A week later, the U.S. Government Accountability Office released a report critical of the two information systems set up by CMS specifically to detect Medicare and Medicaid fraud, calling them "inadequate and underused." These systems—one is a centralized repository for Medicare and Medicaid claims data, the other is an on-line portal that will allow contractors access to this data—cost the federal government $158 million and, according to the GAO report, have been plagued by delays, failure to train contractors and other bureaucratic problems.
Between the GAO report and the Congressional hearings, it is glaringly clear that despite a growing number of high-profile cases like HCA’s nearly $2 billion Medicare fraud settlement, past government efforts to prevent and detect fraud have been stymied by the sheer extent of the problem and the under-powered, piecemeal efforts to combat it.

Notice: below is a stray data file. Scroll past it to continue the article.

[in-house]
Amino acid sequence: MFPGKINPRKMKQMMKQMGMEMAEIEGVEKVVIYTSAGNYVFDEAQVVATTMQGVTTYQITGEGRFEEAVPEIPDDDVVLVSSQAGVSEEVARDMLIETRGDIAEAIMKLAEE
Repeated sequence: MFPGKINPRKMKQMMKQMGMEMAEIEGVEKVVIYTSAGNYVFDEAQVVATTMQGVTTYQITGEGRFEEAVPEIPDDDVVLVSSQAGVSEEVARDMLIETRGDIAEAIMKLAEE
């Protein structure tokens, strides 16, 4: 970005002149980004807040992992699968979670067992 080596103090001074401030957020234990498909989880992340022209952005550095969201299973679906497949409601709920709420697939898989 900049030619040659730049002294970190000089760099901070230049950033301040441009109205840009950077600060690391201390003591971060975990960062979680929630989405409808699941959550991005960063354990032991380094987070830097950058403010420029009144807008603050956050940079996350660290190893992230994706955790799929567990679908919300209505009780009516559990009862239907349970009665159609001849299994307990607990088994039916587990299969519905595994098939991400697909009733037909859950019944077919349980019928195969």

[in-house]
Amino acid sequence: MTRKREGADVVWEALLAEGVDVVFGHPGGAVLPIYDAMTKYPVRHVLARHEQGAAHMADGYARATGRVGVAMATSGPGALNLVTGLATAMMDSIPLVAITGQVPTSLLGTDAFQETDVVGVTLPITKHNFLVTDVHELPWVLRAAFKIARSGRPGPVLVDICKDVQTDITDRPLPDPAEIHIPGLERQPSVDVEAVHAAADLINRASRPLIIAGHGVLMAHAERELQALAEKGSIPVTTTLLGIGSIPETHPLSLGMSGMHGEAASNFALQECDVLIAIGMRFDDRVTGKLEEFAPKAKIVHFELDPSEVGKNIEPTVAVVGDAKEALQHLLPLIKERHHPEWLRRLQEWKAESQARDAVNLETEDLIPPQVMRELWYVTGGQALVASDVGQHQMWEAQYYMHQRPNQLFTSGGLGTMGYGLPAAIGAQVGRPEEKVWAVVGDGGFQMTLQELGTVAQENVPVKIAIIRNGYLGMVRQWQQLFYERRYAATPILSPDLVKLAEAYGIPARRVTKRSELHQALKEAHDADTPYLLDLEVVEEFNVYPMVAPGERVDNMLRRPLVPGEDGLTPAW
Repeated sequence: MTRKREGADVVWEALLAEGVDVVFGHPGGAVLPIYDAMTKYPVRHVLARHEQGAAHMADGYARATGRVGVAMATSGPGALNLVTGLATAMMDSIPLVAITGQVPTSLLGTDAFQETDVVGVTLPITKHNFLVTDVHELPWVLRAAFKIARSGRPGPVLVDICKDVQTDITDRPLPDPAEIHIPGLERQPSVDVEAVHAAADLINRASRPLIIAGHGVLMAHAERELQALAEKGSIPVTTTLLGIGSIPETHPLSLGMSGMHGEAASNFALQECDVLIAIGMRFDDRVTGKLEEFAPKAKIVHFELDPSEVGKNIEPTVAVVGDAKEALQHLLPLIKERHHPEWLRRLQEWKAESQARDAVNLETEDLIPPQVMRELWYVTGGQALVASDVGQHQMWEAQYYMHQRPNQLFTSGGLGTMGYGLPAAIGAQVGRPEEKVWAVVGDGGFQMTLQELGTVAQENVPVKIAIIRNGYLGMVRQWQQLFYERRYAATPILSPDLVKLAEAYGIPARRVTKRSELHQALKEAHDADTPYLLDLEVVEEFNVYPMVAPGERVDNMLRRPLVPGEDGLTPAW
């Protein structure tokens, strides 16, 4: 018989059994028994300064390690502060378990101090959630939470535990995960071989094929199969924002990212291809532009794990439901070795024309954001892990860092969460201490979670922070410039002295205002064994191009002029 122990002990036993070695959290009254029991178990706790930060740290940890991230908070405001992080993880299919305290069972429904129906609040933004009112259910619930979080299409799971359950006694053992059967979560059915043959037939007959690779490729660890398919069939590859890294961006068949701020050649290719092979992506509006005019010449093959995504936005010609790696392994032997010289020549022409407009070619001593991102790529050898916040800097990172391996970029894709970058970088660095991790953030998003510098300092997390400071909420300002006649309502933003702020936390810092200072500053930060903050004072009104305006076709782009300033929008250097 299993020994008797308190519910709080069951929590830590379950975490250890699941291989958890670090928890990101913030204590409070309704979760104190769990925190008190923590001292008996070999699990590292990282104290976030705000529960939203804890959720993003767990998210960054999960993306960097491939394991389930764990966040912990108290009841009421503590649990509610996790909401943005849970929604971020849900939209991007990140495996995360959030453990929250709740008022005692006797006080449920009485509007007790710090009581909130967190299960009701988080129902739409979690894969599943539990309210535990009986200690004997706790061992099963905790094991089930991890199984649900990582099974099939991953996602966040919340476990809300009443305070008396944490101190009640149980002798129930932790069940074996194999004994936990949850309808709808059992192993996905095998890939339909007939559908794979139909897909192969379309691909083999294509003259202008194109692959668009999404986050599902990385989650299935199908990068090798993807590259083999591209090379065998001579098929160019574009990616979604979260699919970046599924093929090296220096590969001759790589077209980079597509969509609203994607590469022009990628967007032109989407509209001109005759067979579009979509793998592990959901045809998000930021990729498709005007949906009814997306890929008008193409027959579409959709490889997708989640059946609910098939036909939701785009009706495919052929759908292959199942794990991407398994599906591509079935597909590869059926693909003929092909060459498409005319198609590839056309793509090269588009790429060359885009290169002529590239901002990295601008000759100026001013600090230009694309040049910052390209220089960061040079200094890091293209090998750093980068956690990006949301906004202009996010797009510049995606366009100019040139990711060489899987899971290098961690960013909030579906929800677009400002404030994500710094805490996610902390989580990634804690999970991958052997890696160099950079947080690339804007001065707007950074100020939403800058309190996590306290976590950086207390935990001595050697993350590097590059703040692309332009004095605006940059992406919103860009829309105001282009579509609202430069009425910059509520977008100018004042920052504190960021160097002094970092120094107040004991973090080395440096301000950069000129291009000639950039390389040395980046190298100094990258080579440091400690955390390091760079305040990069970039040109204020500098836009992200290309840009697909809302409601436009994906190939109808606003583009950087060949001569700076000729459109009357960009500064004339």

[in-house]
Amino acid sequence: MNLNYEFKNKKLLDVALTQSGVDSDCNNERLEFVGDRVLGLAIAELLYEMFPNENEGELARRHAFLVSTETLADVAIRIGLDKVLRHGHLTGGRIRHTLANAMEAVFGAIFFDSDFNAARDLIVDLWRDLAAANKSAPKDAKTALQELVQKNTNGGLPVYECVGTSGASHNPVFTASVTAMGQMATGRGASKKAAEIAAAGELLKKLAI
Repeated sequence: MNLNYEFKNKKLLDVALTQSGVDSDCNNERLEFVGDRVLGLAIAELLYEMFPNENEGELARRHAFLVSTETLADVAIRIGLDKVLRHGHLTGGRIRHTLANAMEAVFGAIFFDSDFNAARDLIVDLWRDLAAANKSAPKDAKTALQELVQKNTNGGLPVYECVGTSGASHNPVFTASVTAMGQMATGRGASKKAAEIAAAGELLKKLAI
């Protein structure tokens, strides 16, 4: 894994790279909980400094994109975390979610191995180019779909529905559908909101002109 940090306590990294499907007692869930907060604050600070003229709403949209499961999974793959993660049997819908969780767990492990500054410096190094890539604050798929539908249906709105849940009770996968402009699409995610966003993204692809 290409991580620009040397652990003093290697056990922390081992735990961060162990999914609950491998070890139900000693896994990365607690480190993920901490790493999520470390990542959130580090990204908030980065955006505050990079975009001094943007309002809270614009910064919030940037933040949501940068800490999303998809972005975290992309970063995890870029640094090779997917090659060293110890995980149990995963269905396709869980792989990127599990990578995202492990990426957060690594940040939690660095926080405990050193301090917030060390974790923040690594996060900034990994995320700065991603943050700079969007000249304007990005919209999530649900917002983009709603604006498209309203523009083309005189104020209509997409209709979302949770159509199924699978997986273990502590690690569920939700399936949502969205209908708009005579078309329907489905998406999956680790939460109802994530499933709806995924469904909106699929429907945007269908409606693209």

But there is hope. The Affordable Care Act provides an additional $350 million over the next ten years to help fund new initiatives to more effectively fight fraud. These funds will be used to support the development of a an even larger general repository that will allow disparate agencies such as Medicaid, the Veterans Administration and Social Security to share and mine data, identify criminals and ultimately, prevent fraudsters from plying their trade. The ACA also directs CMS and the Department of Justice to hire new investigators and agents to work with these systems.
Another change is that providers and suppliers at high risk for fraud, including durable medical equipment (DME) suppliers (wheelchairs, home infusion products, orthotics, prosthetic devices etc.), home health care agencies, and Community Mental Health Centers, will be subject to greater scrutiny and oversight. Since last March, all Medicare providers and suppliers (new and old) have been required to re-enroll or be re-validated to participate in the government program. CMS places providers and suppliers in one of three risk categories – limited, moderate, or high – representing the different levels of screening they will undergo based on their perceived potential to commit fraud, waste and abuse in federal health care programs.